Success and Significance by Roy H Williams
Success and Significance
Everyone wants to make the same three things,” the Princess said, “money, a name, and a difference. But our actions are dictated by the one we want most.”
You can make a name for yourself – become famous – or you can make a lot of money in complete obscurity. Either way, people will consider you a success. But famous people with piles of money seem always to be haunted by the need to make a difference, don’t they?
You’ve seen it. So have I.
Getting is more fun than having.
Building is more fun than maintaining.
Giving is more fun than receiving. Just ask Bill Gates and Warren Buffett.
Bob Buford says, “The first half of life is a quest for success, the second is a quest for significance.”
Success is measured by the money and the name you’ve made.
Significance is measured by the difference you’ve made.
GOOD NEWS: Making a difference doesn’t always require money and it certainly doesn’t require a name.
Significance is achieved by caring and doing.
Caring without doing is the mark of frightened, tentative, whiners. That’s right; small people complain. But big people don’t whine. They swing the hammer, bang the problem, sing a song and alter the world.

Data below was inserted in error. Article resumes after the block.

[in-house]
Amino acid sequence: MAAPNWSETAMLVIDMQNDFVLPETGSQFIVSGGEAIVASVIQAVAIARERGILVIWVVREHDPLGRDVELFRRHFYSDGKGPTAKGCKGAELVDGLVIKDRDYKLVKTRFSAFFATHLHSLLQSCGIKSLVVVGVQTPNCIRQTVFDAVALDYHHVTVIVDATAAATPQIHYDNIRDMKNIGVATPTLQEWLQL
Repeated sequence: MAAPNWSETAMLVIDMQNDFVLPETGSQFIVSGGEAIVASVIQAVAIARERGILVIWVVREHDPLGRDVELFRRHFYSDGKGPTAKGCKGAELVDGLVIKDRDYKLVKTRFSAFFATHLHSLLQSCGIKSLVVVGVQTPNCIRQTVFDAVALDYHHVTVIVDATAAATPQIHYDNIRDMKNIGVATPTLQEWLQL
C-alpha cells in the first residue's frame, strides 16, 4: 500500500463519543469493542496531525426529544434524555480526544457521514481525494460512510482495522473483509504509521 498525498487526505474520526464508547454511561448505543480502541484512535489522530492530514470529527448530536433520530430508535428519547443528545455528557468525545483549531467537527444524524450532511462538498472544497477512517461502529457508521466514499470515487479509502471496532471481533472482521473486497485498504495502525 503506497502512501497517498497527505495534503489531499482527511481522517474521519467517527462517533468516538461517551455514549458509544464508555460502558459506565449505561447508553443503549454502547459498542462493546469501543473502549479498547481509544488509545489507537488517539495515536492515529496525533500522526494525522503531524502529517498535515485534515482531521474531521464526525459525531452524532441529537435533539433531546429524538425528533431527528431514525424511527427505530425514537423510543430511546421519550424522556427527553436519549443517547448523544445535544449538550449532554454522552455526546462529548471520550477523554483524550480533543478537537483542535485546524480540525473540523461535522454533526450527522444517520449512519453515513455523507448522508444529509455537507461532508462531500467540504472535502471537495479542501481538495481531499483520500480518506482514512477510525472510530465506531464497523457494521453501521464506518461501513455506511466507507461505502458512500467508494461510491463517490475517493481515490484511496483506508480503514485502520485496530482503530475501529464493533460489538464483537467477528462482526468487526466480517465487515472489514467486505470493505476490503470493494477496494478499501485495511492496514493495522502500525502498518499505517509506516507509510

In other words, shut up and do something.
Our world is full of people who have achieved success without significance. Edwin Arlington Robinson wrote about these people 115 years ago:
Whenever Richard Cory went down town,
We people on the pavement looked at him:
He was a gentleman from sole to crown,
Clean favored,* and imperially slim.
And he was always quietly arrayed,
And he was always human when he talked;
But still he fluttered pulses when he said,
‘Good-morning,’ and he glittered when he walked.
And he was rich – yes, richer than a king –
And admirably schooled in every grace:
In short, he was everything
To make us wish we were in his place.
So on we worked, and waited for the light,
And went without the meat, and cursed the bread;
And Richard Cory, one calm summer night,
Went home and put a bullet through his head.
The day is young. There’s still plenty of time to make a difference.
Someone should have told Richard.
Roy H. Williams
November 14, 2012 / blairpatton / 0